The tapes were lost by the storage firm during a shipment to one of its storage facilities, according to statement Time Warner released Monday.
The Secret Service is investigating the case but has not turned up any evidence that the tapes or their contents have been accessed, the media giant said.
The missing tapes contained names and Social Security numbers of current and former U.S.-based employees, some of their dependents and service providers of Time Warner and its affiliates. The company was sending out notices to those whose data may have been on the tapes. Published reports indicate that 600,000 people were affected. No customer data was included on the tapes.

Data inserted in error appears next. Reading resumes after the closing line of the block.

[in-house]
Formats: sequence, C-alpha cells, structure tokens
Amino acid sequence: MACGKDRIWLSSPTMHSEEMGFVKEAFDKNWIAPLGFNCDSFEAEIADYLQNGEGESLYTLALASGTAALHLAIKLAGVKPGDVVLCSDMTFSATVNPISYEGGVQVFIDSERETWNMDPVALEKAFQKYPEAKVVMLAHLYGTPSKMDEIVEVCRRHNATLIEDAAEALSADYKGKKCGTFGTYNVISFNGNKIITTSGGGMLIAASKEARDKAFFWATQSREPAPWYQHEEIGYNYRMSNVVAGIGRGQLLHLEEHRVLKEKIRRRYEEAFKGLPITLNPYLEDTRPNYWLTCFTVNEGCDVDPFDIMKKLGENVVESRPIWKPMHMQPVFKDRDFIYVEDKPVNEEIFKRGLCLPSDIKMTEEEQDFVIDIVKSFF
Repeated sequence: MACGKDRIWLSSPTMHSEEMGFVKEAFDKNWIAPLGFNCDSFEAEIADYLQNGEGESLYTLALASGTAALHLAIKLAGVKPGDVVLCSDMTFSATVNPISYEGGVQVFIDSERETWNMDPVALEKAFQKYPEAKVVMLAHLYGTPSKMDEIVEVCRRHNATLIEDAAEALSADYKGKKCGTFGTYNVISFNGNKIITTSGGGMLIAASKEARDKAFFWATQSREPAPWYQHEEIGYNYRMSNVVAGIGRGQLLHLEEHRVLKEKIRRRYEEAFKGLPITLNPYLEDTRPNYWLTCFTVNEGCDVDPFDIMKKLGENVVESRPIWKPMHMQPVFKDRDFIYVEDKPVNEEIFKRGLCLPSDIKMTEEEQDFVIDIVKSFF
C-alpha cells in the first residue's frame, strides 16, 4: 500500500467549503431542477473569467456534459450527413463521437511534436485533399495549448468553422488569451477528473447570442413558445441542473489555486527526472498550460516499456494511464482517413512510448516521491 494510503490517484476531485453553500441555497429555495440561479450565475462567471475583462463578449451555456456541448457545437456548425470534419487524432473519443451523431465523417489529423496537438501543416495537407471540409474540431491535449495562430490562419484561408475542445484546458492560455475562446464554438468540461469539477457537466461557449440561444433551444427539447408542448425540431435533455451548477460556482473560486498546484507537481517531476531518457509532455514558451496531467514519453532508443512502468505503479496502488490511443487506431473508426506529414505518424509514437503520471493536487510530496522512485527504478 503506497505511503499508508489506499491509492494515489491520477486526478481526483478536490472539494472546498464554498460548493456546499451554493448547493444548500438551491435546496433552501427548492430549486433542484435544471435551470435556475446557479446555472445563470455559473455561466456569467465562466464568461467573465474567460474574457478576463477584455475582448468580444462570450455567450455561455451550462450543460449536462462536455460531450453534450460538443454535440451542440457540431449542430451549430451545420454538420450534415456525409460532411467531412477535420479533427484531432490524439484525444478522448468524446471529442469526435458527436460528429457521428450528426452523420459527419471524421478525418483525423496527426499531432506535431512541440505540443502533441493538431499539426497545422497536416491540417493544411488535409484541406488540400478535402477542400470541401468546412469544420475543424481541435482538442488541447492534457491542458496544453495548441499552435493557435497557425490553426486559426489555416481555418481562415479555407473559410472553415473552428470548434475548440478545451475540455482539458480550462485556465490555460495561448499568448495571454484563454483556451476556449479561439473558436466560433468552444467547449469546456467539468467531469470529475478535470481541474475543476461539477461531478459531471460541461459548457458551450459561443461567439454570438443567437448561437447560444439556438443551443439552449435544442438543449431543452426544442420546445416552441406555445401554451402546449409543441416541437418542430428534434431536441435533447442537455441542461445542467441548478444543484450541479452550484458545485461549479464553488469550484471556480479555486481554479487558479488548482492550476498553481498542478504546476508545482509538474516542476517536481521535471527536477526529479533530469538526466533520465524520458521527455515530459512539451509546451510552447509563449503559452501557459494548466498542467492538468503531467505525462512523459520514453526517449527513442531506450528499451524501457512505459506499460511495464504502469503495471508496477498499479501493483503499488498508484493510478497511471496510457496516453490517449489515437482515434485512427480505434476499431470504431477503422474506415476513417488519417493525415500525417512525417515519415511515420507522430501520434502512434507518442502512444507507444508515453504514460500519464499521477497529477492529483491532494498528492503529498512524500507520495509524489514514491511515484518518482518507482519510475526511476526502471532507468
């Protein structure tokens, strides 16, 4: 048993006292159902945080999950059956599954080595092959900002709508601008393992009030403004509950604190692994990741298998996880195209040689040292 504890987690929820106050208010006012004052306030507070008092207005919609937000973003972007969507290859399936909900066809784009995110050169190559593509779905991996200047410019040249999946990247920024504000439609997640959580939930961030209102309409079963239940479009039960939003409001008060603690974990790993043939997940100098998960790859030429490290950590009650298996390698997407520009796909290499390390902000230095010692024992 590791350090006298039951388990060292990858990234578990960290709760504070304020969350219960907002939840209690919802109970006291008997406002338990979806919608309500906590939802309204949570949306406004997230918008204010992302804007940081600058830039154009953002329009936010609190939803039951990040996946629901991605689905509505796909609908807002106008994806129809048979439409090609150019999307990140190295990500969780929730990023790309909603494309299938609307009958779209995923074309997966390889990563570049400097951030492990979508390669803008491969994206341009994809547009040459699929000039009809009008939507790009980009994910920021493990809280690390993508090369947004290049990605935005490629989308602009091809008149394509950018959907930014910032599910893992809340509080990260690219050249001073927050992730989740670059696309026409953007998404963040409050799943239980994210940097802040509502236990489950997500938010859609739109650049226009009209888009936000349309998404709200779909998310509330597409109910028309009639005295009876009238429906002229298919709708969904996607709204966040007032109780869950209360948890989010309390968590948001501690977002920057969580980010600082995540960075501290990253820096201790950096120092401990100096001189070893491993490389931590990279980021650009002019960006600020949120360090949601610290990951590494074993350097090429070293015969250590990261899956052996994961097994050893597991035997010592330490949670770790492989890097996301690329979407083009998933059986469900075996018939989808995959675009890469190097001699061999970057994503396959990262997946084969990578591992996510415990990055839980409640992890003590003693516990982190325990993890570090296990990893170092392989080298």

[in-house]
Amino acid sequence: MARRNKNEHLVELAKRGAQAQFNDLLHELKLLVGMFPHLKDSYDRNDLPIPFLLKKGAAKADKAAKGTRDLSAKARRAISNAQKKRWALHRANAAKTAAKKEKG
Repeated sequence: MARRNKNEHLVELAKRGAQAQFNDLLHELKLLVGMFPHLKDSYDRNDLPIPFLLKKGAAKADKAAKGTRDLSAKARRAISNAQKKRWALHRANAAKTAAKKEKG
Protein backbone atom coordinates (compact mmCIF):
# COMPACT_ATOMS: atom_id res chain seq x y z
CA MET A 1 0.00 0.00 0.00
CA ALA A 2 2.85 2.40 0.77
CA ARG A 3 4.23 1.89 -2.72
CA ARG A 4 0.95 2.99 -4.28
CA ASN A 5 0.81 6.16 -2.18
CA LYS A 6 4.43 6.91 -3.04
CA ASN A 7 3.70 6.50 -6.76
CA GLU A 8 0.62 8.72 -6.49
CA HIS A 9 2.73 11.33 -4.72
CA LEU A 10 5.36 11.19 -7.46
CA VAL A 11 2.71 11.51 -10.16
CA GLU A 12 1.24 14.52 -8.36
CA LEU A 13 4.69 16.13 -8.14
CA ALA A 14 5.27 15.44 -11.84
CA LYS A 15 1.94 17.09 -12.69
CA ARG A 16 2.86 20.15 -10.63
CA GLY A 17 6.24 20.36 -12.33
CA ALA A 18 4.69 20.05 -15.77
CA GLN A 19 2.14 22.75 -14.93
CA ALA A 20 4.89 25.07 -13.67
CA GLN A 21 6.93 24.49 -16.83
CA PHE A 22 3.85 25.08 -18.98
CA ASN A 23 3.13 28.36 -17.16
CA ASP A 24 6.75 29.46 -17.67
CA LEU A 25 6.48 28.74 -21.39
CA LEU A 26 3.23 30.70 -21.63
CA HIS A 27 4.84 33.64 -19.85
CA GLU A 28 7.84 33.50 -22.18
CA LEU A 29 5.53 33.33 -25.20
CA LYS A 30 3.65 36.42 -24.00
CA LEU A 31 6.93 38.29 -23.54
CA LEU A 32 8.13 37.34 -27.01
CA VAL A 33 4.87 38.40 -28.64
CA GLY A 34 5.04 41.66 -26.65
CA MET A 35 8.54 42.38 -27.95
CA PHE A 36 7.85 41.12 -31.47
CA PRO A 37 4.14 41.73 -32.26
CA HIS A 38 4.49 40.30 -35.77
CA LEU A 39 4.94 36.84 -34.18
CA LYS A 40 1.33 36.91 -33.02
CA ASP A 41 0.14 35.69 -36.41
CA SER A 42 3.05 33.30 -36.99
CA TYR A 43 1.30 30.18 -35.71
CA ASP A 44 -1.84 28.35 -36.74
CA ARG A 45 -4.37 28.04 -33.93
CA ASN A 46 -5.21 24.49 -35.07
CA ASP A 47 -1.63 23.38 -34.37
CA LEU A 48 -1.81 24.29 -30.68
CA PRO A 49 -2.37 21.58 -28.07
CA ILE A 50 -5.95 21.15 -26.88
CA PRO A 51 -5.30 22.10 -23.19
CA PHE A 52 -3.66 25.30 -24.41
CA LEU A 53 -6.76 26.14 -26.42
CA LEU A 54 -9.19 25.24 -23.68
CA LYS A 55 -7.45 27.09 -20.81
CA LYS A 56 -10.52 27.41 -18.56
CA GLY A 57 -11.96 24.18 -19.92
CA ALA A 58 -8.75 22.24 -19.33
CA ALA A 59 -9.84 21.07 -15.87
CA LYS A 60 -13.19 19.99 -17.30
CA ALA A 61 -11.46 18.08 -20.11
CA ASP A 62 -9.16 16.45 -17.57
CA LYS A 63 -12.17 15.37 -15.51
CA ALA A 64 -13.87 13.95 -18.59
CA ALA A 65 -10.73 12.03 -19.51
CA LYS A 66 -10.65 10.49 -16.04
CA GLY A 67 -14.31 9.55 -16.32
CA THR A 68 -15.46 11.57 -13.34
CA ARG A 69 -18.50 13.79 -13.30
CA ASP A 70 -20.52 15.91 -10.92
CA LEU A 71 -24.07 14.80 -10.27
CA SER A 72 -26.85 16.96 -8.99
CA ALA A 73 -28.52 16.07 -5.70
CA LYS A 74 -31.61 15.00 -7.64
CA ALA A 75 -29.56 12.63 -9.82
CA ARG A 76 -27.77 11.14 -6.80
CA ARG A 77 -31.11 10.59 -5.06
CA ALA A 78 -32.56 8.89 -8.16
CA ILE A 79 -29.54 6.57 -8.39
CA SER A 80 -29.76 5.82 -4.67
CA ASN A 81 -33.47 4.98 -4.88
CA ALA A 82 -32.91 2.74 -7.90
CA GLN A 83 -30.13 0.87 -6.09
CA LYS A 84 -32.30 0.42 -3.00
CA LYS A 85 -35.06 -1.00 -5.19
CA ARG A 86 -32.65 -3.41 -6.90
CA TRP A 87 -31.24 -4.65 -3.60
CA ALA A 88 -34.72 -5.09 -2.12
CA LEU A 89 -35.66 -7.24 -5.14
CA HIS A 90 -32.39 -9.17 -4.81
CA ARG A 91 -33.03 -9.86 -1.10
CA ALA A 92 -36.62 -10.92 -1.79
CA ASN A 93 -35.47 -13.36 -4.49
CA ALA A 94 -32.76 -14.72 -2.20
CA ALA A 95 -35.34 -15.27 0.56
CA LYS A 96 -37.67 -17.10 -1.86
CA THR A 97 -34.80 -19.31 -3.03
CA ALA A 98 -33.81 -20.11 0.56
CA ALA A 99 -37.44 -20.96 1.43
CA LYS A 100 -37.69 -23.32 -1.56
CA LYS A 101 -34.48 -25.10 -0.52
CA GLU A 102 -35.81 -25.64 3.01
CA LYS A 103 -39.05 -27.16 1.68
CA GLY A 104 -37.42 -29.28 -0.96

Larry Cockell, Time Warner's senior vice president and CSO, said the company regrets the incident and is working closely with law enforcement on the case.
"While we have no evidence to suggest the information on the tapes has been accessed or misued, we are providing current and former employeees with resources to monitor their credit reports while our investigation continues," he said in a statement.
Time Warner said it has used the data-storage company for several years to ship and store its back-up tapes offsite, for data security purposes.